Opened last fall by art historian Ava Jancar and artist Eric Jones, this Chinatown spacedefines itself as a commercial gallery with a set stable of artists. Its conventional structure belies its fresh programming, however. A recent show by David Berezin, for example, featured amazing photographs that looked like meticulous studio arrangements but were really Photoshopped images from the Internet; in one, a loaf of bread and a set of skis sat on a terraced pedestal, casting perfect shadows. The two gallerists met in San Francisco while attending school at the Art Institute, and actually ran the gallery there for three years. Here they show a mix of L.A. and Bay Area artists. (Don't confuse Jancar Jones with Jancar Gallery, an older Chinatown space run by Ava's father, Tom.) 1031 N. Broadway, Chinatown. (323) 223-3115,
Avesha Michael
The exhibit "Hanging Gardens," a play on the gardens of Babylon, curated by Renée Fox at Beacon Arts Building

Making art and showing art
Beacon Arts Building: Improving Inglewood
Beacon Arts is the only venue on this list with a larger civic agenda, founded by private interests as an arts center for the Inglewood community. Located in an enormous four-story building that used to be home to Bekins Moving and Storage, Beacon Arts houses artists' studios, as well as large exhibition areas. Director Renée A. Fox has been doing a bang-up job programming exciting exhibitions such as Mat Gleason's "Tel-Art-Phone," a wild, sprawling affair in which chains of artists created artworks in response to the work of other artists, much like the childhood game of telephone. So far, every exhibition has ended with a rousing panel discussion accompanied by catered IHOP pancakes -- always a crowd-pleaser. 808 N. La Brea Ave., Inglewood. (310) 419-4077,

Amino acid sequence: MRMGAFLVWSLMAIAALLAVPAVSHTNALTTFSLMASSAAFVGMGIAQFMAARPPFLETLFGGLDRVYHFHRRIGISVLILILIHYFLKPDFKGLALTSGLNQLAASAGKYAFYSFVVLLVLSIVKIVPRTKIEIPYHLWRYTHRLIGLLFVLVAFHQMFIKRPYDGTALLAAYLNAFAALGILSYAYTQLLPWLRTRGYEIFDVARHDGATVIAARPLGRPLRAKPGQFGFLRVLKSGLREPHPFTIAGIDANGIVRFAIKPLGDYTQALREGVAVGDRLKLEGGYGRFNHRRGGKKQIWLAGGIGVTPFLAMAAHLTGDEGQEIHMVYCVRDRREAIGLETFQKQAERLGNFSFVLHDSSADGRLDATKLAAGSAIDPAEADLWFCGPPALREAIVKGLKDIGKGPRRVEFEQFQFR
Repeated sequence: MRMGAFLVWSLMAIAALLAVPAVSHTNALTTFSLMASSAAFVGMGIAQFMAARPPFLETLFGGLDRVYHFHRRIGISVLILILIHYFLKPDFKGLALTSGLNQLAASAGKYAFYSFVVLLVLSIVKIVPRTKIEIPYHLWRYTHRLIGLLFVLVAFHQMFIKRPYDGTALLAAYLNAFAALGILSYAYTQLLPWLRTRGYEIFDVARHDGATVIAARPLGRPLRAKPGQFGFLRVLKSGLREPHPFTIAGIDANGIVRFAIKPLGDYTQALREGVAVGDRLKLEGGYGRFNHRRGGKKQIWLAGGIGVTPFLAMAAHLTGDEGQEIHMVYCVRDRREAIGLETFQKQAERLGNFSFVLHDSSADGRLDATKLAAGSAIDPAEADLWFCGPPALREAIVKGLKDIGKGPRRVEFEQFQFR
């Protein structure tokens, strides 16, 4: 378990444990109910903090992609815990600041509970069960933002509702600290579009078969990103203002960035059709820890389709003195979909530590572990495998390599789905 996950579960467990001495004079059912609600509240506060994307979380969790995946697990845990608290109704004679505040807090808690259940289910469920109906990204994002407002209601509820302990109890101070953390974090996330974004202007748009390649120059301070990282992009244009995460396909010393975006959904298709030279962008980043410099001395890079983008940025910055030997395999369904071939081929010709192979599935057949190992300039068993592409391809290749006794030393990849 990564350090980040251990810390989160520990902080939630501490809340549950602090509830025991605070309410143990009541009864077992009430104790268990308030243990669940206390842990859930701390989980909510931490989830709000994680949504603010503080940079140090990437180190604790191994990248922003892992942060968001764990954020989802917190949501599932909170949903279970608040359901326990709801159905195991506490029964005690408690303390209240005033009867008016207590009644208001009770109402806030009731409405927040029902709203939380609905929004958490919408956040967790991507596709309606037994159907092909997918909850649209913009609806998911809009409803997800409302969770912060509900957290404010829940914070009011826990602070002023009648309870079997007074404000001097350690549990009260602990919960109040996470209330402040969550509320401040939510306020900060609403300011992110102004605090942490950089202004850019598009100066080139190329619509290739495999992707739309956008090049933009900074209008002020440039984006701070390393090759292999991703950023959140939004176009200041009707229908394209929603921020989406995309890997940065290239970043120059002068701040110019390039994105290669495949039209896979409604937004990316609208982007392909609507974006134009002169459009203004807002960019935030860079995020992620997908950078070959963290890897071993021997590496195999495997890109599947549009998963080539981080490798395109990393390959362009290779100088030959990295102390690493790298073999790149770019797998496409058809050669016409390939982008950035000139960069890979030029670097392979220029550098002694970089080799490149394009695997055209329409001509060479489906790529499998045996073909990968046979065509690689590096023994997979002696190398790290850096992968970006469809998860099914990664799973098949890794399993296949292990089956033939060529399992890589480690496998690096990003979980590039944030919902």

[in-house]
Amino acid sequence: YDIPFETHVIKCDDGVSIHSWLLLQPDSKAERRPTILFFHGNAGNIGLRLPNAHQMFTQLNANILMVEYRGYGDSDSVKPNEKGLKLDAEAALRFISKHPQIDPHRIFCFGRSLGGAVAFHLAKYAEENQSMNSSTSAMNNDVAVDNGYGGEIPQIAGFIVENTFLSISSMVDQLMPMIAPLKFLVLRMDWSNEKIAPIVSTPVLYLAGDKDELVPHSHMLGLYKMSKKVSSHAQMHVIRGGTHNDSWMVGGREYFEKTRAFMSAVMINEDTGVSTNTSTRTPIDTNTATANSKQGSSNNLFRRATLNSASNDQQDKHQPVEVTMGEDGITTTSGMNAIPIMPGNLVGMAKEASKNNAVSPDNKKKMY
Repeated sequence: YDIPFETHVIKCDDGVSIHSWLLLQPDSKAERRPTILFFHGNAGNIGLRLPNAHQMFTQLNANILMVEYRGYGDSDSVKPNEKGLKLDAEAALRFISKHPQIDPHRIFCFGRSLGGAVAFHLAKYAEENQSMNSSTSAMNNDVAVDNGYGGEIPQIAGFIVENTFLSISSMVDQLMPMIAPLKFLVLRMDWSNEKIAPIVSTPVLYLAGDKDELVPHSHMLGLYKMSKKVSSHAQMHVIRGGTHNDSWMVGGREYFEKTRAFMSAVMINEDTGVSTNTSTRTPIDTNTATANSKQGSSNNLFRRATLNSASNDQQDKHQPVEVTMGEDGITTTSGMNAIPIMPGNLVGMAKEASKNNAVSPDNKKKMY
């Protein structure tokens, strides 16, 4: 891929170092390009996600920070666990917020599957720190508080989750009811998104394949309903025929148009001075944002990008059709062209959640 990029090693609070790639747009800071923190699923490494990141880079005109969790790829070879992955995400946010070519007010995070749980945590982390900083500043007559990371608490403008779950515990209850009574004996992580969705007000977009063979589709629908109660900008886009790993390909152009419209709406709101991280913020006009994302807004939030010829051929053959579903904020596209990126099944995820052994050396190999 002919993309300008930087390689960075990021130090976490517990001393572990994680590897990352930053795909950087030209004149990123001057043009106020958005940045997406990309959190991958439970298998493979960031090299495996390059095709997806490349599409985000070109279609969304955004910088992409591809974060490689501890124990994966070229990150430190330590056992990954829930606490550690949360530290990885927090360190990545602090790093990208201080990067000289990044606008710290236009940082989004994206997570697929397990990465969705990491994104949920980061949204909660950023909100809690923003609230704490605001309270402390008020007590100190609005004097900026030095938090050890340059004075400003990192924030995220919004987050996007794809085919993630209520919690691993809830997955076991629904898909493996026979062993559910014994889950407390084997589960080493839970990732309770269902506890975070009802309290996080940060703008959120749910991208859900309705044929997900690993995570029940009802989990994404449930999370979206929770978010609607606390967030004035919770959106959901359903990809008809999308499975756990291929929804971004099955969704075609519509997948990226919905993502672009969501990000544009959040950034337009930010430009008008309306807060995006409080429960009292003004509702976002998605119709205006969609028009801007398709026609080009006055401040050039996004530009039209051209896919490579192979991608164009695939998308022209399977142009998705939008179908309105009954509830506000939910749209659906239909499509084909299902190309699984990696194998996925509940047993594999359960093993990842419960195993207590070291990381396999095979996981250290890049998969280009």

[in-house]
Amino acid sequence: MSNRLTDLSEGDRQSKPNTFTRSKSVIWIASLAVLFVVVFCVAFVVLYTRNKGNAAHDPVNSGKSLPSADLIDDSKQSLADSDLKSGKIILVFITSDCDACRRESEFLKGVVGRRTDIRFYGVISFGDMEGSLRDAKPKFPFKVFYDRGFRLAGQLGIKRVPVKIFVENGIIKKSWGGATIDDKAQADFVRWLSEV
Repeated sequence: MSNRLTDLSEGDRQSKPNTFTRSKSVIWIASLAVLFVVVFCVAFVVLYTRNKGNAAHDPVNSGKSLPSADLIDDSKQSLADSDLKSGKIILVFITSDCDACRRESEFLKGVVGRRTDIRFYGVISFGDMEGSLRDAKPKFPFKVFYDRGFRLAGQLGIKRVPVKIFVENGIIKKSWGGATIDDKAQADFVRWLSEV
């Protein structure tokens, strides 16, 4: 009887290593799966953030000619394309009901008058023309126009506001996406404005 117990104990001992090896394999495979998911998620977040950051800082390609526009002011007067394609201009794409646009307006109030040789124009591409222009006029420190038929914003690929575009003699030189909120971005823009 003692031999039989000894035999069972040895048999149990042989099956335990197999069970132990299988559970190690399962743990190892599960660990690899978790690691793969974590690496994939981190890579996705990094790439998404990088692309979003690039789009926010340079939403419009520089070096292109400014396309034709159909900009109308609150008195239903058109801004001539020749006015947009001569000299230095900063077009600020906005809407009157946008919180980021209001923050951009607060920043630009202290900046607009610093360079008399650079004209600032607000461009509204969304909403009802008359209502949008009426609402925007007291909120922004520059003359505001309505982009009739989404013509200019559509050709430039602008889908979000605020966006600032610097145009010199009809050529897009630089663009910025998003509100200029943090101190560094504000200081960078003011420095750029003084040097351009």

Carol Cheh
A whimsical installation by Audrey Chan and Elana Mann festoons the kitchen at elephant art space

elephant: The party is in the back
A cheerfully laid-back vibe permeates elephant, a humble building in Glassell Park, which houses the studios of an ever-changing roster of artists, mostly CalArts grads. A nice entry room greets visitors with the latest exhibition, while a kitchen and backyard are friendly party areas. On view recently was Audrey Chan and Elana Mann's "fake retrospective," a fun collection of props and documentation from their seven years of working together.3325 Division St., Glassell Park;
Monte Vista Projects: We're all in this together
This relatively low-key space, in existence since 2007, houses artist studios and an exhibition space. Among past shows are an exhibition of Christmas trees that you can rent and take home; a show inspired by the gestures of classic clowns; and the first run of Dawn Kasper's Nomadic Studio, in which she moved all of her stuff into the exhibition space and hung out there all day. Kasper did it again at the Whitney Biennial, earning a New York Times profile and a tweet from Martha Stewart. 5442 Monte Vista St., Highland Park;
Up next: House rules apply 

Location Info

Machine Project

1200-D N. Alvarado St., Los Angeles, CA
Category: General

Young Art Gallery

418 Bamboo Lane, Los Angeles, CA
Category: General

Jancar Jones Gallery

1031 N. Broadway, Los Angeles, CA
Category: General